Testosterone can be administered orally, topically (creams or gels) a pellet implant (pellet placed underneath the skin) or injectable form. Testosterone taken orally should not be considered a primary method of delivery. Topical application of testosterone is usually the preferred method for TRT. AnazaoHealth offers testosterone creams, gels, pellets and injectables in a variety of strengths. Although there are advantages to different dosage forms, the physician should consult with the patient for the most appropriate dosage compliant form. 

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Information for Physicians

Topi-CLICK Dispensing Applicator

AnazaoHealth provides Topi-CLICK, a new metering dispenser for prescription topicals.

Benefits of the Topi-CLICK include:

  • Consistent dispensing volume
  • Easy to use for all types of patients
  • Easier to use than oral dosing syringes
  • Domed applicator pad for application - so hands stay clean
  • Available with pink or blue caps
  • Improves compliance and reduces patient complaints
  • Audible, visual and tactile click registration for user recognition
  • Dispense volumes of 5 ml to 35 ml of topical creams or gels
  • Patient "Refill" reminder line

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Information for Physicians

Hormone replacement therapy in pellets are placed beneath the skin, typically in the buttocks or abdomen, to provide a reservoir of testosterone or estradiol for your patient. Implanting the grain-of-rice-sized pellets takes about five minutes and should be repeated every four to six months. Pellet implantation offers stronger patient compliance due to not having a daily regimen of hormone dosing.
 

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Information for Physicians

Hormones for Men & Women

 

  • Androstenedione - A steroid hormone used to increase testosterone levels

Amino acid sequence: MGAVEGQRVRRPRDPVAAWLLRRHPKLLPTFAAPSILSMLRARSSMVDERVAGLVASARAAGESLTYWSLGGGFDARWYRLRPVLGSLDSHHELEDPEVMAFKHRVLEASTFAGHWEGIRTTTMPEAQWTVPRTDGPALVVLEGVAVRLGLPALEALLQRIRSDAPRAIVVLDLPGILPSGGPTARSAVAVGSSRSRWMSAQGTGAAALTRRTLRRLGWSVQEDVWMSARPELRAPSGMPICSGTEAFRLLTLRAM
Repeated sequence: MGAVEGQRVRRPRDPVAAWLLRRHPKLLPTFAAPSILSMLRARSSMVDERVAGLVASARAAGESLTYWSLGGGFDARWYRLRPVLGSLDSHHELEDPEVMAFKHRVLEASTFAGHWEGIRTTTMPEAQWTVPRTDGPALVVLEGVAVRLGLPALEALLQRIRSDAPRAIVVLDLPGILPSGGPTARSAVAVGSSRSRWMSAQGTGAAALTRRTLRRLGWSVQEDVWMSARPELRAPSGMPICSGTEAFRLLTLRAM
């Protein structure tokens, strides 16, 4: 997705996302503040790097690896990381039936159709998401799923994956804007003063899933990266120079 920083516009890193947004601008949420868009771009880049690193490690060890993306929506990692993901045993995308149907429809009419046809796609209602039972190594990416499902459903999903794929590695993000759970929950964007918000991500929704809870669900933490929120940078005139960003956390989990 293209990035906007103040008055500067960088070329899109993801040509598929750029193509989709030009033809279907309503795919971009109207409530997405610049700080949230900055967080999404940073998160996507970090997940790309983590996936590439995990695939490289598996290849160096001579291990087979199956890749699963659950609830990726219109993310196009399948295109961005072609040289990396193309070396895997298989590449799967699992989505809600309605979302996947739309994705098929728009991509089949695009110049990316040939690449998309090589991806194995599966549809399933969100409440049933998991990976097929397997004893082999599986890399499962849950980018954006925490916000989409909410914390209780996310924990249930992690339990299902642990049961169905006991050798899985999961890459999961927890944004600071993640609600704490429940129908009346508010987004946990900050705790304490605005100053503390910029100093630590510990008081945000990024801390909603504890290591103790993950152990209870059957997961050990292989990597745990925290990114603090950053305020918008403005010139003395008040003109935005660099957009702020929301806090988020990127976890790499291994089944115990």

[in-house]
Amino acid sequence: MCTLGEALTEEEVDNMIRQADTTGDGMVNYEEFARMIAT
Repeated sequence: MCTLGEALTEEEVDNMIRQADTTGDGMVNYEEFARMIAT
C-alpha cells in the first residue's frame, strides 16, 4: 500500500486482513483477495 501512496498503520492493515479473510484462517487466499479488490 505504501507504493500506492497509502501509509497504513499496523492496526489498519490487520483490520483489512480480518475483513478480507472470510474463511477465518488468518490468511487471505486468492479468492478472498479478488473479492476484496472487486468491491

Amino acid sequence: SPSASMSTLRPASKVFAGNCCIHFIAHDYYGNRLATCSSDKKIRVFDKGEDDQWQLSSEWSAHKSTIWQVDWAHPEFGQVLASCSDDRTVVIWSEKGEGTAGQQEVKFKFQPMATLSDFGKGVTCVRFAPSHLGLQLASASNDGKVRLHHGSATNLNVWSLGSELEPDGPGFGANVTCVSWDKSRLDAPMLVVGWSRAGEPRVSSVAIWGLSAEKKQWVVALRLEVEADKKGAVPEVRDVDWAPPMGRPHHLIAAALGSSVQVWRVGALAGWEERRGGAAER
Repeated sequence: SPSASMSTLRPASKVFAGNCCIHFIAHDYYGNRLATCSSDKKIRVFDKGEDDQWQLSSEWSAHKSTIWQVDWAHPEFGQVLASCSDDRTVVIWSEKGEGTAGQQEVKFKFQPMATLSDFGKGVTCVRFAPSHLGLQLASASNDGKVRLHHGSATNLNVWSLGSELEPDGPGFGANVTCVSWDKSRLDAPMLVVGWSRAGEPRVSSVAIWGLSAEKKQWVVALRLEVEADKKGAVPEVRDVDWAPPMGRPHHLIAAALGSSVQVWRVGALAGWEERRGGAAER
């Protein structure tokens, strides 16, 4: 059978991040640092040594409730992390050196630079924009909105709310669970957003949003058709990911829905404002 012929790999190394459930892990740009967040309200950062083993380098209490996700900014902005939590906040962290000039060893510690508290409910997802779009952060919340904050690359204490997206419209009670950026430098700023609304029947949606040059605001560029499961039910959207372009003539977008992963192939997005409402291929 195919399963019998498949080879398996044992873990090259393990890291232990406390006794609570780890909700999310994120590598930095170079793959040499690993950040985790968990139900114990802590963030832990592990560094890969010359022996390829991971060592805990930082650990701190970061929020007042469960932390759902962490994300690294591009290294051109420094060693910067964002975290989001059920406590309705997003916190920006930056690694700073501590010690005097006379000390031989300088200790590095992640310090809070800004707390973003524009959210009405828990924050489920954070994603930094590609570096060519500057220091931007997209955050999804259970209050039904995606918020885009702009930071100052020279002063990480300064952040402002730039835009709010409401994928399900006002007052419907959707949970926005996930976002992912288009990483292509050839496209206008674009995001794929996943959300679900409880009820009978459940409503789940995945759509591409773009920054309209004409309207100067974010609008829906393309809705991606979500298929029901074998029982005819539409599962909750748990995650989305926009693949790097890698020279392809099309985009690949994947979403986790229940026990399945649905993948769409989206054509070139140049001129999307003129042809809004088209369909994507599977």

• Armour Thyroid/Synthroid – Thyroid hormones that are very important in metabolism and effect the central nervous system, heart tissue and the peripheral blood vessels – Armour thyroid is a natural hormone that contains both T3 and T4; Synthroid is the synthetic version consisting of T4 only.
  • DHEA – An adrenal cortex steroid hormone that raises levels of sex hormones and has been linked to increased lean body mass, improved immune and cognitive functions and skin tone.
  • Estrogens – The primary female hormones consisting of Estradiol / Estrone/ Estriol – Biest or Triest
  • Human Growth Hormone (HGH) – Replacement in deficient individuals may result in improved immune systems, higher energy levels, healthier cardiovascular systems, improved mental function, loss of body fat and increased lean body mass.
  • Melatonin – Helps regulate a good sleep/wake cycle and is recognized as a powerful free radical scavenger.
  • Human Chorionic Gonadotropin (HCG) – Used to stimulate the testicles to produce testosterone.
  • Pregnenolone – a steroid hormone produced by the adrenal glands and synthesized directly from cholesterol. It is a precursor hormone, from which all other steroid hormones are made.
  • Progesterone – An ovarian hormone that helps maintain menstrual cycles, PMS and mediates other hormones.
  • Testosterone – The primary male hormone.  
  • Thyroid - the thyroid gland secretes two hormones, T3 and T4 which helps to regulate metabolism.  The thyroid-stimulating hormone (TSH) is produced by the pituitary gland which prompts the thyroid to produce T3 and T4.

References: 
Julian Whitaker, MD. Dr. Whitaker’s Guide to Natural Hormone Replacement. Phillips Publishing, Maryland. 1997 
R. Livesey, MD & J Raffaele, MD. A Woman’s Guide to Bioidential Hormone Replacement and Anti-Aging Therapies/ PhysioAge Medical Group
Facts About Menopausal Hormone Therapy. U.S. Department of Health and Human Services, National Institutes of Health.

Topi-CLICK® is a registered trademark of Custom Rx TDA, LLC.